Puheeni EPP-ryhmän opintopäivillä (Study Days 27-29.6, Turku)

WED 27.6.2012

WELCOME SPEECH

I will not speak for long as we have much to do and many problems to tackle. We should be able to fix anything – as I note from our programme we have a Mayor, several MEPs, 1 Prime Minister, half a dozen Ministers, a former Commissioner, leaders of industry, commerce, finance and the internet – plus Santa Claus lives up the road from here. Only the Pope is missing – but who knows what may happen later?

May I extend my special thanks to Aleksi Randell, Mayor of Turku, who has brought the heart of the EU to Turku – I was very careful in saying that, it is not the same as bringing Turkey to the heart of the EU though I hope that will happen in due time.

Of course, this is an opportunity to examine and maybe fine-tune our policies in the EPP. It is also a time to reflect on the whole political scene in Europe. I would refer to the recent elections in France where the word ‘growth’ played a crucial role for the socialists. Our political family has been accused for concentrating on harsh austerity measures while the socialists claim ”growth” to be their word and their tool to cure the economic ills of the EU.

I think our group has been overly polite in defending itself, taking into account the political spin of the Socialists and the concept-theft they are guilty of. It was not long ago, when ”economic growth” was considered a ”conservative” or ”bourgeois” concept, despised by the political Left and Greens, who offered to replace it with ”de-growth” and ”downshifting”. It was only when the recession revealed the harder side of life that ”growth” could not be looked down upon in the camp of the politically left wing.

Suddenly ”growth” has become the catchword of the Left. Many are too excited to notice that the concept is in a completely unordinary use. In socialist talk, growth is a euphemism for stimulus, to increased borrowing and debt. It makes one think, whether this is also some kind of Orwellian newspeak. Borrowing from our children by raising the public debt in order to support even greater public sector and artificial jobs, living on the expense of future generations is absolutely not what we mean by ”growth”. This brings to my mind a quote from Bernanos’ classic book ”Diary of a Country Priest”: It is one of the most mysterious penalties of men that they should be forced to confide the most precious of their possessions to things so unstable and ever changing, alas, as words. It needs much courage to inspect the key each time and adapt it to one´s own lock. – – I wonder at revolutionaries who strive so hard to blow up the walls with dynamite, when the average bunch of keys of law-abiding folk would have sufficed to let them quietly through the door without wakening anyone.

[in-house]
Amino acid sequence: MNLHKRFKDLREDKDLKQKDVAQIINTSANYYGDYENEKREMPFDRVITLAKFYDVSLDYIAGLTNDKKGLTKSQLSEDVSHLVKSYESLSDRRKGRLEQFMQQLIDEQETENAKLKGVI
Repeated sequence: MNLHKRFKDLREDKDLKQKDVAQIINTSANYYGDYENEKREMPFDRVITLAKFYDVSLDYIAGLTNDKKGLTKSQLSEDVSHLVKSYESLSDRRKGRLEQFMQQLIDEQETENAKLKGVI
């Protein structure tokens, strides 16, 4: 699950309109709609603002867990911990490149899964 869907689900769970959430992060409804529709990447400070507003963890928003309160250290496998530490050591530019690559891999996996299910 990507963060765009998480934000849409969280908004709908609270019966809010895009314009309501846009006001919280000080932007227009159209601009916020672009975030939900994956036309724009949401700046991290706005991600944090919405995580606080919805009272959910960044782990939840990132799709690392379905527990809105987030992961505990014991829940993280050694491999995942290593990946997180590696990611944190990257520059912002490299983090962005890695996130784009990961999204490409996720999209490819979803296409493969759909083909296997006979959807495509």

This word trickery, of course, is not real growth. Like many, and at least our Minister for European Affairs Alex Stubb, has noted: If the extent of public economy would determine it, Zimbabwe would be the most competitive country in the world.

We must not remain silent nor passive on this if we are to stay true to our political hearts and convince the voters that we have always been the party for prosperity balanced with environmental responsibility and staying true to a ”reward for effort”-society and not a ”the state will provide”-attitude regardless of the effort from each of us.

After Mayor Randell’s welcome, we will hear from our good friend and former MEP colleague Alex Stubb. Alex, as many of you know, is Finland’s Minister for European Affairs and Foreign Trade. So who better to lead us into the session on Neighbourhood Policy of which EU-Russian Relations is such a vital part?

Ladies and Gentlemen, I have the enormous pleasure to introduce our host for this visit: The Mayor of Turku, Aleksi Randell.

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WED 28.6.2012

On Baltic Sea

We are now on the shore of the Baltic Sea and later tomorrow evening, you, honourable colleagues, have the opportunity to board a cruise boat to experience an archipelago considered one of the most beautiful ones in the world You just heard that the Baltic Sea is an exceptional brackish water basin, which does not reach the salinity levels of seawater. You also heard that the most difficult environmental problem of the Baltic Sea has to do with eutrophication and oxygen deficiency. In addition, the sea is exceptionally shallow. These factors together make the Baltic Sea extremely sensitive.

Because eutrophication of our coastal line, archipelago sea and inland water is mainly caused by our own behaviour and actions, we also need to fix it From a wider perspective, the problem of the Gulf of Finland and the Baltic Sea is sewage water, flowing particularly from Russia, Poland and the Baltic countries. Therefore, the focus of international politics and cooperation should be on repairing and building wastewater treatment plants in the countries concerned, as well as cutting down on excess nutrients.